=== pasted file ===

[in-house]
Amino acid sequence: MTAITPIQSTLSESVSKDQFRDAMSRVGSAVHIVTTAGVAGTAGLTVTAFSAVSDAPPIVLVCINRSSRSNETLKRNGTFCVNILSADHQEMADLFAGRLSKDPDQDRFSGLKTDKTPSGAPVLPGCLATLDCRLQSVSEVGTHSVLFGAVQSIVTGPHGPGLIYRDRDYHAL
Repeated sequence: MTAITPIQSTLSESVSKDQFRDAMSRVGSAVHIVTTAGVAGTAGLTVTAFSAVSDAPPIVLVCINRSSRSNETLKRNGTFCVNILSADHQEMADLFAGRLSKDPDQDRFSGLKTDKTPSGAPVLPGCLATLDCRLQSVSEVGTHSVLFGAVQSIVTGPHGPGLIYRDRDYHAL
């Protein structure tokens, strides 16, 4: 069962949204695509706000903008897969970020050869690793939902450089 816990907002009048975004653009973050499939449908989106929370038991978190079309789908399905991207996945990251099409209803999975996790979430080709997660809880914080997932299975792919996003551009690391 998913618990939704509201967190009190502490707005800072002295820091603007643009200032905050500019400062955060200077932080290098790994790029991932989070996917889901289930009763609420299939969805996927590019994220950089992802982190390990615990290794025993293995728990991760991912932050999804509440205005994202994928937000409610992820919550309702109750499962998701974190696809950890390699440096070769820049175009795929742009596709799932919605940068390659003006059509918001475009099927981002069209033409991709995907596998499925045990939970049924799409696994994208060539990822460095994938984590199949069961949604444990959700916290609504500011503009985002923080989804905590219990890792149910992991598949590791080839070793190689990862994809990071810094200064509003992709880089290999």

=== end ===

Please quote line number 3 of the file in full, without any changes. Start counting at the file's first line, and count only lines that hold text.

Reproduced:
Repeated sequence: MTAITPIQSTLSESVSKDQFRDAMSRVGSAVHIVTTAGVAGTAGLTVTAFSAVSDAPPIVLVCINRSSRSNETLKRNGTFCVNILSADHQEMADLFAGRLSKDPDQDRFSGLKTDKTPSGAPVLPGCLATLDCRLQSVSEVGTHSVLFGAVQSIVTGPHGPGLIYRDRDYHAL